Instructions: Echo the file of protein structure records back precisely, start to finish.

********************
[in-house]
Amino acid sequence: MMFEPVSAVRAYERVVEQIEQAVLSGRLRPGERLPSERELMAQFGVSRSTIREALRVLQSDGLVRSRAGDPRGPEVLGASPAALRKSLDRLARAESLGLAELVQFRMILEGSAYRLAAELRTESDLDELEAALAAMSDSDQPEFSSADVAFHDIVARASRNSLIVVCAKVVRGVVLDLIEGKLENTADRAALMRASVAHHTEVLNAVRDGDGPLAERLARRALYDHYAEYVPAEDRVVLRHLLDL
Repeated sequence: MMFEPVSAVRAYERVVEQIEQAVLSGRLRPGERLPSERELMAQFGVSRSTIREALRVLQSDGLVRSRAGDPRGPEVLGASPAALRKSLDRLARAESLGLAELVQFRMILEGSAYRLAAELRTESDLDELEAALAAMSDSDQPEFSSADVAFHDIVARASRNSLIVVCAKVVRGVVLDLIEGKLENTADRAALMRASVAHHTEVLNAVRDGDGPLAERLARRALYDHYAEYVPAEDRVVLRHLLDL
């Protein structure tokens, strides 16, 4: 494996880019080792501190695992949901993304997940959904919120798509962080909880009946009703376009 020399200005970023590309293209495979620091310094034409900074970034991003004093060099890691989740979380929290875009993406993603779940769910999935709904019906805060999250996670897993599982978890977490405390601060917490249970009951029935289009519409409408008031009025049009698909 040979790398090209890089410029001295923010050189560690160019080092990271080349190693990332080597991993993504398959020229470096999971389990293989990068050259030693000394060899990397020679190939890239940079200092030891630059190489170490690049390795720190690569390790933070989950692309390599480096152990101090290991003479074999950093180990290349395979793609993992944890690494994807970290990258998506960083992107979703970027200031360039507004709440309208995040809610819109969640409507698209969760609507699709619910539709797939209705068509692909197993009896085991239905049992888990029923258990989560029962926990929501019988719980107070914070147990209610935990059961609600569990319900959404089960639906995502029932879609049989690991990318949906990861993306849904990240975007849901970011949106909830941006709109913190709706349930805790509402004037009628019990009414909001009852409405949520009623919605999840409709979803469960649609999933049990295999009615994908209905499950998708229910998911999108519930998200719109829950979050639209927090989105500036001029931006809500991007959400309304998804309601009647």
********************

[in-house]
Amino acid sequence: MMFEPVSAVRAYERVVEQIEQAVLSGRLRPGERLPSERELMAQFGVSRSTIREALRVLQSDGLVRSRAGDPRGPEVLGASPAALRKSLDRLARAESLGLAELVQFRMILEGSAYRLAAELRTESDLDELEAALAAMSDSDQPEFSSADVAFHDIVARASRNSLIVVCAKVVRGVVLDLIEGKLENTADRAALMRASVAHHTEVLNAVRDGDGPLAERLARRALYDHYAEYVPAEDRVVLRHLLDL
Repeated sequence: MMFEPVSAVRAYERVVEQIEQAVLSGRLRPGERLPSERELMAQFGVSRSTIREALRVLQSDGLVRSRAGDPRGPEVLGASPAALRKSLDRLARAESLGLAELVQFRMILEGSAYRLAAELRTESDLDELEAALAAMSDSDQPEFSSADVAFHDIVARASRNSLIVVCAKVVRGVVLDLIEGKLENTADRAALMRASVAHHTEVLNAVRDGDGPLAERLARRALYDHYAEYVPAEDRVVLRHLLDL
């Protein structure tokens, strides 16, 4: 494996880019080792501190695992949901993304997940959904919120798509962080909880009946009703376009 020399200005970023590309293209495979620091310094034409900074970034991003004093060099890691989740979380929290875009993406993603779940769910999935709904019906805060999250996670897993599982978890977490405390601060917490249970009951029935289009519409409408008031009025049009698909 040979790398090209890089410029001295923010050189560690160019080092990271080349190693990332080597991993993504398959020229470096999971389990293989990068050259030693000394060899990397020679190939890239940079200092030891630059190489170490690049390795720190690569390790933070989950692309390599480096152990101090290991003479074999950093180990290349395979793609993992944890690494994807970290990258998506960083992107979703970027200031360039507004709440309208995040809610819109969640409507698209969760609507699709619910539709797939209705068509692909197993009896085991239905049992888990029923258990989560029962926990929501019988719980107070914070147990209610935990059961609600569990319900959404089960639906995502029932879609049989690991990318949906990861993306849904990240975007849901970011949106909830941006709109913190709706349930805790509402004037009628019990009414909001009852409405949520009623919605999840409709979803469960649609999933049990295999009615994908209905499950998708229910998911999108519930998200719109829950979050639209927090989105500036001029931006809500991007959400309304998804309601009647």